A Winnipeg Spiritual Health Practitioner (AKA Chaplain) has recently written a moving song about people who die in a hospital bed alone.
Gord Johnson is familiar with seeing people pass away, but it takes a new toll when anyone dies without someone nearby.
The song "Eleanor May" was birthed from this idea, and in light of the pandemic and people not being able to visit their loved ones in the hospital, it is more relevant than ever.
"Last fall I just got this line in my head and it came out as the first chorus," says Johnson.
However, as with many songwriters, it initially sat on the backburner.
"Then came COVID, and the amount of people in the hospital who were dying and unable to have visitors became way more acute. The early days [of COVID] were strange. The halls were empty, there was a tension in the air waiting for the big bang, which never happened."
At that point, Johnson felt he needed to finish this song. He says, "So many people were in there and could not have visitors."
The name Eleanor May is simply made up, however, it represents all those dying in hospital beds alone, rather than just one woman.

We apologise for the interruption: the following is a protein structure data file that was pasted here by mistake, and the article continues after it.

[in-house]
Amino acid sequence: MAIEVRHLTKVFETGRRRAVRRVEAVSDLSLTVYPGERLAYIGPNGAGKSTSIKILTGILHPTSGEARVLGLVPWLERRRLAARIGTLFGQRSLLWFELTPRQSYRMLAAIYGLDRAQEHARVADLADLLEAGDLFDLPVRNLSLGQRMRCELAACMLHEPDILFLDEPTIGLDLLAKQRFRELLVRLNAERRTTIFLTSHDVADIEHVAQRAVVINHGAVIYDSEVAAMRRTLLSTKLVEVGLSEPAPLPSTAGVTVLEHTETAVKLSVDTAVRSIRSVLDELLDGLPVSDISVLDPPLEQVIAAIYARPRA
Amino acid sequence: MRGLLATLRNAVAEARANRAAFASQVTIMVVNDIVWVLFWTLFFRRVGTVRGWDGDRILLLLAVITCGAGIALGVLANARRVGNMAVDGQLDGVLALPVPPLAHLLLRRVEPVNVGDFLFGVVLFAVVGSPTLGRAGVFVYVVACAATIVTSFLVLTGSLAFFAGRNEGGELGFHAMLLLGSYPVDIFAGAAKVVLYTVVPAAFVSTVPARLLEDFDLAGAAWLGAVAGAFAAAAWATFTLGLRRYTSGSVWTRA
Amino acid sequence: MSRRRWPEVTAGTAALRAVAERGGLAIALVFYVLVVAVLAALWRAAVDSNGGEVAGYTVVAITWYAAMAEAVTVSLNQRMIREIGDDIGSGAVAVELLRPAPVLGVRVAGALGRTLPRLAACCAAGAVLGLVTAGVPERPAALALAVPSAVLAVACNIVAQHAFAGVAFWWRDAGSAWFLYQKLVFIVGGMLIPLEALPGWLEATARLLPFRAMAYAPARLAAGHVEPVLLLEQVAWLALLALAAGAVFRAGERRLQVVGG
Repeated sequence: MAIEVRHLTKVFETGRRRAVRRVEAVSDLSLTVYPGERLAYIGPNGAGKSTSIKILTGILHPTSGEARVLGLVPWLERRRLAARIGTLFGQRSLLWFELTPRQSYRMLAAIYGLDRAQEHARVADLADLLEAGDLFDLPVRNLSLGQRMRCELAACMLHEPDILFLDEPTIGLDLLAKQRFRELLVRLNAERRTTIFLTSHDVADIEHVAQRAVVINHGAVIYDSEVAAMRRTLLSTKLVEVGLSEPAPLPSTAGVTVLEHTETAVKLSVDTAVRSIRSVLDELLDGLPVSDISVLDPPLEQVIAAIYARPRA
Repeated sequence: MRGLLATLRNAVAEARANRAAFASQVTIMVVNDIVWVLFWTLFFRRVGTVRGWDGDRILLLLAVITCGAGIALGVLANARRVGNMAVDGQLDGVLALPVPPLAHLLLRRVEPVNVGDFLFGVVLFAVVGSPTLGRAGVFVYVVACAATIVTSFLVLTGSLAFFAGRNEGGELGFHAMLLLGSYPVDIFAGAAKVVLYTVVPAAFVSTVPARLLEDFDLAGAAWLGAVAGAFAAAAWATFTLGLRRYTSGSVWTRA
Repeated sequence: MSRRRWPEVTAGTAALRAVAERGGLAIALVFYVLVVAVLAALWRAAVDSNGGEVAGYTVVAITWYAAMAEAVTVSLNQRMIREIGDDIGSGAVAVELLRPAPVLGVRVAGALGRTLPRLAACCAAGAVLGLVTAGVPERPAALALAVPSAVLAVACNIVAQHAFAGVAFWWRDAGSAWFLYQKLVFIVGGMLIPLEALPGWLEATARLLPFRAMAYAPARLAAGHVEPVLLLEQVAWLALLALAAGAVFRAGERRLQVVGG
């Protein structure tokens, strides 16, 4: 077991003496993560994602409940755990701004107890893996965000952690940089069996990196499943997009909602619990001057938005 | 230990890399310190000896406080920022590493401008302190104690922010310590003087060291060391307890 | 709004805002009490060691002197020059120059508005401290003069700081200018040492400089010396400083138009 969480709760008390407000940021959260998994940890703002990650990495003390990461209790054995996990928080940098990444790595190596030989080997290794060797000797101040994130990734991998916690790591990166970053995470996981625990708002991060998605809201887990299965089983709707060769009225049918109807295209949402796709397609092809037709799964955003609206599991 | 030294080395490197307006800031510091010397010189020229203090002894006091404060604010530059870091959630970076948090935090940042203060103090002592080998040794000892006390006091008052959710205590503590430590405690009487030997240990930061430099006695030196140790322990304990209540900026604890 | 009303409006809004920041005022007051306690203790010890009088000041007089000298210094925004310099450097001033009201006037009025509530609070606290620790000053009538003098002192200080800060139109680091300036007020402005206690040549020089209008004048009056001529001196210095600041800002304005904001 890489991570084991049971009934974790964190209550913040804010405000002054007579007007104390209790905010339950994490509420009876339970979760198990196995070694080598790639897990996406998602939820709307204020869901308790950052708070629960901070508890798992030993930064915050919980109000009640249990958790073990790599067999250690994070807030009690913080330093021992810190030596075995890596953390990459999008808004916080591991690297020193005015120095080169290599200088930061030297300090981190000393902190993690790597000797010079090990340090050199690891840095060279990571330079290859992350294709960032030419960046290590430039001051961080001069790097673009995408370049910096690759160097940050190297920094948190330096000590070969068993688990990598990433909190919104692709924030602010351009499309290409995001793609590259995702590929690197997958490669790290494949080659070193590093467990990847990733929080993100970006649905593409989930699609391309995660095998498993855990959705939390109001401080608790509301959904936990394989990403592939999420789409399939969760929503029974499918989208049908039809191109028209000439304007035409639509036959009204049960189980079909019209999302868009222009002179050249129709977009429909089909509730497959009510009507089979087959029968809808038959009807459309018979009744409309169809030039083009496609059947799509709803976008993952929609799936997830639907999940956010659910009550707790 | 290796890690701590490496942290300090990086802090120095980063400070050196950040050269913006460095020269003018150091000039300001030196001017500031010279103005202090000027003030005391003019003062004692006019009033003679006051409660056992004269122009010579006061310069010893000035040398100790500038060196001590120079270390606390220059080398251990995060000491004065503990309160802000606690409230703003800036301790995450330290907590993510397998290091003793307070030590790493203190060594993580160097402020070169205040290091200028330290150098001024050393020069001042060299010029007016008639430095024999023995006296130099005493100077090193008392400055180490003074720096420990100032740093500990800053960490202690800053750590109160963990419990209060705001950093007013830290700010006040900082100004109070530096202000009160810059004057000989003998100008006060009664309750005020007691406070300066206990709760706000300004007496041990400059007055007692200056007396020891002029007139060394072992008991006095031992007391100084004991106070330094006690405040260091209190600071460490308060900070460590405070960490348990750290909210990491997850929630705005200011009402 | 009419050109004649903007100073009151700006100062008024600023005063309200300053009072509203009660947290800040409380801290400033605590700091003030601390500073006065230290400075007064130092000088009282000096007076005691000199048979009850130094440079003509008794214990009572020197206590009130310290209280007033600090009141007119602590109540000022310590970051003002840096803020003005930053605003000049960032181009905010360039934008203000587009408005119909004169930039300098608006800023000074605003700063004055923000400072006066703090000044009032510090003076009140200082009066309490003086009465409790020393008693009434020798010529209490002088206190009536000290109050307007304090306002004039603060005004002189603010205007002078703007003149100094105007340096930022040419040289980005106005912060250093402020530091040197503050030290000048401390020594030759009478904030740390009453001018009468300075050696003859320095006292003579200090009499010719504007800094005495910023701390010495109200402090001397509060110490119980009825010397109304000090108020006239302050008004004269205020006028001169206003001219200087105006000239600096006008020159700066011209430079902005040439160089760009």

"When people are going through death in a long enduring wait, that's when I would be more involved," he says.
Johnson's been a Spiritual Health Practitioner at the Health Science Centre for ten years and it is his second career.
Previously he was a singer/songwriter for decades. He's written songs used by artists like Steve Bell, Jon Buller, and even Fresh IE.
When it comes to his work in the hospital, caring for those who are often facing the hardest situation of their lives, he considers it "a calling".
"Sometimes I am the last person standing. Sometimes a person is dying without anyone around and I will just simply go in and hold their hand."
As to how it feels being with people who are dying with no one else around, Johnson says, "I would say it's reciprocal. When I'm involved with a person dying, to witness the last breath which is different from any other breath, and walk away from that room, I always have an incredible sense of privilege that I get to do this."
The song is available on YouTube, and has also been made into a podcast by Jamie Howison, the founding pastoral leader of Saint Benedict's Table in Winnipeg.